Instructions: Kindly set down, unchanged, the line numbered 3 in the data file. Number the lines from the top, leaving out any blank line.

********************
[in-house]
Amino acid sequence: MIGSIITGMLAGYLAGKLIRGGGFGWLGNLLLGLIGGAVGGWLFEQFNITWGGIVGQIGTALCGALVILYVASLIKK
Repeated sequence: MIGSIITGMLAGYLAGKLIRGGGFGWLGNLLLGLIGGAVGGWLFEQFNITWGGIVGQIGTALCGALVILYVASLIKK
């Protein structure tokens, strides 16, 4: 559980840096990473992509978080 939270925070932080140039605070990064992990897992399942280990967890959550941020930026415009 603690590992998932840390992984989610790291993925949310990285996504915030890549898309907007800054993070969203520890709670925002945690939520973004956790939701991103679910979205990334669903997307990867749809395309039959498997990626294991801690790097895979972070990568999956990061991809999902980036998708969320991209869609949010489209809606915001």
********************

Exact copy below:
Repeated sequence: MIGSIITGMLAGYLAGKLIRGGGFGWLGNLLLGLIGGAVGGWLFEQFNITWGGIVGQIGTALCGALVILYVASLIKK